I’m what you’d call animal friendly. Or, as my accountant puts it every year when he looks at my charitable deductions, “Aren’t there any people that you want to help?”
My animals are my family. They are my companions, my dear friends and my confidantes. But here’s what they aren’t. They aren’t human. Even I know that.
This means that if someone is going to be in charge, it should usually be me if only because I’m the only one with the opposable thumb needed to dial 911 in an emergency. It also means that I am responsible for their behavior because I am the one requiring that they live in human society according to human rules
And on those occasions when I know they are apt to forget the rules, I need to take extra precautions to make sure they are still under my control.
So when I take my dog out for his daily constitutional, he is always on a leash. This is because I know that as much as he wants to please me (allow me my fantasy here), he gets distracted when the wind blows some cotton by or a fly buzzes his ear or he denotes a smell indicating some other dog had the nerve to mark over his territory since yesterday.
When distracted, he doesn’t hear me no matter how loud I yell. He doesn’t see me despite my sizeable girth and the fact that I am jumping up and down while running after him waving my arms. He is unaware of my existence because something vital has caught his eye and he is required by some arcane law of dogdom to follow whatever it is to its logical conclusion. Which is most often another clump of weeds needing to be marked.
As I bike around my neighborhood each day, I’ve come to encounter both the best and the worse of dog owners. The best is exemplified by the dog that sits in a yard near a curve at the top of a hill I pass each day. The dog seems to be one of those hyper Australian varieties that is happy only when engaged in herding the earth in a misbegotten attempt to ensure that it does not spin out of orbit.
This dog had been clearly trained to know its property and to stay on it no matter what. At first I suspected a hidden fence but I was disabused of this notion the day the dog ran down the driveway as I went by and actually came out into the road. I wish I had a picture of that dog’s face as he realized he was off property. It can only be described as horrified.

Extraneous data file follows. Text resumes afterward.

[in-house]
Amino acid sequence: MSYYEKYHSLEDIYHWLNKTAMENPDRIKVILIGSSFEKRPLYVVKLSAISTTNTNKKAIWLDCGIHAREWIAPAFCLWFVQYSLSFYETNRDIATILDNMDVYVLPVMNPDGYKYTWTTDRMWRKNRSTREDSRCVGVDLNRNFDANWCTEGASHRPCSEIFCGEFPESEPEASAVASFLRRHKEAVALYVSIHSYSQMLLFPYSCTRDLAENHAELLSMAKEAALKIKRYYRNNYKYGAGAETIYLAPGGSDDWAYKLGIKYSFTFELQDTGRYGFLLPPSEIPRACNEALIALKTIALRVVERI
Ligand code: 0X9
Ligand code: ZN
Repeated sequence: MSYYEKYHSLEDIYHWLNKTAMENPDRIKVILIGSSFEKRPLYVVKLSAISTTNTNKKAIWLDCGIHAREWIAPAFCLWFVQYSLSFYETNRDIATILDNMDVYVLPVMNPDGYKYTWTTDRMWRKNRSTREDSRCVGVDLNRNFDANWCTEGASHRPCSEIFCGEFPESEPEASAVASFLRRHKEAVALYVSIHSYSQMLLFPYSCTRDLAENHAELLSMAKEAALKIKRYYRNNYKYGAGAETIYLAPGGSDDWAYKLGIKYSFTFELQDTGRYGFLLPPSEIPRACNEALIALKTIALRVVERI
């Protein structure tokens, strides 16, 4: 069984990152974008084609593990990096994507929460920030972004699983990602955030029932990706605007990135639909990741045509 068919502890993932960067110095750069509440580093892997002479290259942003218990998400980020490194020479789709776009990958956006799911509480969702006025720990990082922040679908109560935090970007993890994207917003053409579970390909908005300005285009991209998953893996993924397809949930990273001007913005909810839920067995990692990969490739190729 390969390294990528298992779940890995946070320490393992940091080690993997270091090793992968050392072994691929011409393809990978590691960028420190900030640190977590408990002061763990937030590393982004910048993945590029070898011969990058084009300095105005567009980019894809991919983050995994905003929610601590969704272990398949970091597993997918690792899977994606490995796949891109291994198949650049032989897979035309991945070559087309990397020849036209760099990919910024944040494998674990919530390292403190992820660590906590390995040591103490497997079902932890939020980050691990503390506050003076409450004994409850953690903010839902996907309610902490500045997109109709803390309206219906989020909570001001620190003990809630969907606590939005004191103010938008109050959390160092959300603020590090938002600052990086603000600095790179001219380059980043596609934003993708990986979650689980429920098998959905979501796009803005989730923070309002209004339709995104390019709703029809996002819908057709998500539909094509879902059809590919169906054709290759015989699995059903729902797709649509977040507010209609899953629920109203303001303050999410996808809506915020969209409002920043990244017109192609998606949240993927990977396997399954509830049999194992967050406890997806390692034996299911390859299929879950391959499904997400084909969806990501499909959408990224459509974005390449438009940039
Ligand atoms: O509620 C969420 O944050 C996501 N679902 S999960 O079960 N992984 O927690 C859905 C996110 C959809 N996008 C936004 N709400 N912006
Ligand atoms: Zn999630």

He turned tail and ran back up the driveway, turned around, sat down facing me and assumed an expression that clearly said, “I chose to believe that I’ve been here the whole time and I don’t care what you say.”
Each day this dog runs down the hill with me while staying on his property. When he gets to the end of his part of the run, he sticks his head out of the trees and barks once as if to say goodbye. This is a dog that someone has taken the trouble to teach and teach well.
Further down that same road are three dogs that are the epitome of everything wrong with training dogs. They are loose on their property, there is no fence and they have not been taught to stay on their land. So everyday as I go by on my bike with my dog leashed and trotting by my side, I am suddenly accosted by three dogs racing down a driveway, barking like crazy and heading for my little Schnauzer.
Now maybe these dogs are friendly at home. But when three dogs that live together encounter another dog and have no human supervision, they become a pack. And so I end up leaping off my bike, scooping up my dog and standing there screaming at the three dogs to go home till their owner inside the house bothers to lope down the driveway and call them.
That is not the way good owners take care of their dogs. And that jolt of adrenalin I feel every time I see those dogs bolting down the driveway is not the exercise I was really planning to have. Since I can’t change my route without taking my dog into a more heavily trafficked street, I guess I �m stuck with this situation.
But I do wish that people who owned dogs, especially three dogs, would take the little extra time needed to either train them or restrain them. It would make the world more pleasant for everyone.